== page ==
I took a weekend babysitting job that necessitated that I, you know, occupy the children for a couple of days. Day one was already pretty well scheduled for us, but yesterday we had no plans, so I took the kids to the zoo. As part of the special "We Borrowed a White Tiger, Aren't We a Special Zoo?" festivities, there are white Saturns with white tiger graphics on them parked all over the zoo with signs in the windshield indicating where to stop to find out how to win a Brand! New! Saturn! Relay! I'm not sure if I've mentioned it before, but I drive a 1985 Subaru GL station wagon. While it's still running, it has plenty of quirks, and I'm all about winning a car that doesn't leak oil and will start every time I turn the key. So I found one of the official displays and grabbed a postcard. In order to enter, you have to visit a Saturn dealer and test drive a car, which I thought was a bit of a hassle, but then I read the part that said I'd get a free plush white tiger with my test drive and now I'm going for sure. Stop laughing. They're cute.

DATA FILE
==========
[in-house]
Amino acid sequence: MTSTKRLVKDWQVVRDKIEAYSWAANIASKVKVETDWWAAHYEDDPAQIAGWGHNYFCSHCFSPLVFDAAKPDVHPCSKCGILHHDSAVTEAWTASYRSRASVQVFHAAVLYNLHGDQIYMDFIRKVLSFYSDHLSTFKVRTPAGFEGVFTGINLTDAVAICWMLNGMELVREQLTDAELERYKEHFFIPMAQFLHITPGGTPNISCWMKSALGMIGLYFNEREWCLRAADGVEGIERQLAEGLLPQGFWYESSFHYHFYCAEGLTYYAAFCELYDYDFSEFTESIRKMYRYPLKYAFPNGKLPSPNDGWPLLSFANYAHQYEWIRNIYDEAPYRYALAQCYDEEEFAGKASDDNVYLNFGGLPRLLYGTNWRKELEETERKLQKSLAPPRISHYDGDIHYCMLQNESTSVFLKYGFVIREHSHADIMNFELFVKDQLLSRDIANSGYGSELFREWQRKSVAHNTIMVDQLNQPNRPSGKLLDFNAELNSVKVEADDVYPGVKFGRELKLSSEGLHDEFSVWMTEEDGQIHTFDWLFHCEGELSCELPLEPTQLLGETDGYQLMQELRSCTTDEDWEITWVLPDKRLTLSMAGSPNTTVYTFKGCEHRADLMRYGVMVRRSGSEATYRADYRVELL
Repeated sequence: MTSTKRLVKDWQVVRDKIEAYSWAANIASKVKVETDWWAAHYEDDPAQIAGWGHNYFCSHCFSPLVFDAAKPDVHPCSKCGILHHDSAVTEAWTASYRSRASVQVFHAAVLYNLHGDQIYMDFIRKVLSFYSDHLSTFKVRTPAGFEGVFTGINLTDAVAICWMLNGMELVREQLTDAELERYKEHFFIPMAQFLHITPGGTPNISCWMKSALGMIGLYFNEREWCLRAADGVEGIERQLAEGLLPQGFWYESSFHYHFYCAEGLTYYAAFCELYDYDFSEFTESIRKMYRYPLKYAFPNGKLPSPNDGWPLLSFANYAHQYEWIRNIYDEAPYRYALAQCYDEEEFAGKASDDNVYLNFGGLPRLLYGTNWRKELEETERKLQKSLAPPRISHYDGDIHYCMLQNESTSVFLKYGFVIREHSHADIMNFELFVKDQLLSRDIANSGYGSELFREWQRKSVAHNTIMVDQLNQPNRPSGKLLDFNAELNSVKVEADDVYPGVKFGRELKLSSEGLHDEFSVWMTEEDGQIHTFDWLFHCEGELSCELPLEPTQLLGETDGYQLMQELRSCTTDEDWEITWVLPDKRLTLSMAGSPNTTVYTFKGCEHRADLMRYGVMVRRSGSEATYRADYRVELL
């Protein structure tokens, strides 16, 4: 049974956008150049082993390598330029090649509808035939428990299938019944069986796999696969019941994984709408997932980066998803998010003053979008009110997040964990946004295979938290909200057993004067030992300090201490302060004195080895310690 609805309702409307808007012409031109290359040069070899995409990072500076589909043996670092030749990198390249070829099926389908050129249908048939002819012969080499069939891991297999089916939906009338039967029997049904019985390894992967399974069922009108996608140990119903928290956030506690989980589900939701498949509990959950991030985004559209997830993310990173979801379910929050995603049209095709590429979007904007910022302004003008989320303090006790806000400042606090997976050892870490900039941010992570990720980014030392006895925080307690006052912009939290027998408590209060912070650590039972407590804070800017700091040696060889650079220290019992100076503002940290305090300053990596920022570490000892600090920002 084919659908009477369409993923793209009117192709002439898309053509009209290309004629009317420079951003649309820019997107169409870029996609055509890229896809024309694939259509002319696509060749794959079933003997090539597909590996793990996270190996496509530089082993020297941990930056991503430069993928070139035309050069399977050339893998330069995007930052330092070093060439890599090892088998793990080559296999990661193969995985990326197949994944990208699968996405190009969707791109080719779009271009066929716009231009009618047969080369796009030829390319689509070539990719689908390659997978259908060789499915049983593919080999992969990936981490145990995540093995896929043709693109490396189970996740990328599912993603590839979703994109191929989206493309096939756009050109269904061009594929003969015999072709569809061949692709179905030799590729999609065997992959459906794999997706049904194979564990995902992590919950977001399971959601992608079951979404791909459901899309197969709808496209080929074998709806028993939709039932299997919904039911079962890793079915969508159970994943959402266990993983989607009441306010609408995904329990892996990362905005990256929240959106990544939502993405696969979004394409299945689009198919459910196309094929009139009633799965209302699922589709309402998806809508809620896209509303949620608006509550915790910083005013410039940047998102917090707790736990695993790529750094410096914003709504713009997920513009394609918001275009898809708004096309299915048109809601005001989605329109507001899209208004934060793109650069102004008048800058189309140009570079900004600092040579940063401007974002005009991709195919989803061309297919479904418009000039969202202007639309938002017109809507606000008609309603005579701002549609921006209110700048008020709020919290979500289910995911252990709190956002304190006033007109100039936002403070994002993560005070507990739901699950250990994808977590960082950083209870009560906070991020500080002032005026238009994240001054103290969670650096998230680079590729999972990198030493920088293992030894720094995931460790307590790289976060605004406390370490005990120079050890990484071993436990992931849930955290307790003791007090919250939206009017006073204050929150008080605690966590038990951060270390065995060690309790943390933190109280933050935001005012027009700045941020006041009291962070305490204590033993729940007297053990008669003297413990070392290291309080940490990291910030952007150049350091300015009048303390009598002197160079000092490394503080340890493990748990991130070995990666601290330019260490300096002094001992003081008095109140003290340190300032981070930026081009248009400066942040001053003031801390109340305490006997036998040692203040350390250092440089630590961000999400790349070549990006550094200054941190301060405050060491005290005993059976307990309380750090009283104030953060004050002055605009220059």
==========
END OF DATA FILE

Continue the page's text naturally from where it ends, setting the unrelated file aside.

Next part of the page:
I thought about taking my young charges with me to test drive a Saturn, but then I realized that they'd want my white tiger, and I'm not willing to give it to them or put up with the whines and sighs when I say, "No! This is my cheap stuffed plush white tiger!" so I'm totally going alone.

It is hot. I do not like hot. It makes me wilt. Please save me, for I might die. Or else complain a lot. Who wants to go swimming?

Friday, May 20, 2005

All Right, Star Wars Fans

Go take a look at what the fine folks of Snarkywood have for you.

Click here, Star Wars fans!

My favorite is the stormtrooper Elvis at the end.

Wednesday, May 18, 2005

It Happens This Way Every Wednesday

We hit our usual haunts: Starbucks, Apple, Barnes & Noble. We drink, we play, we read. We come home for lunch and naps. At about 1pm, when naptime is imminent, I find I am not feeling sleepy and wonder why.

Iced. Grande. Hazelnut. Percent. No whip. Mocha.

Every. Single. Wednesday.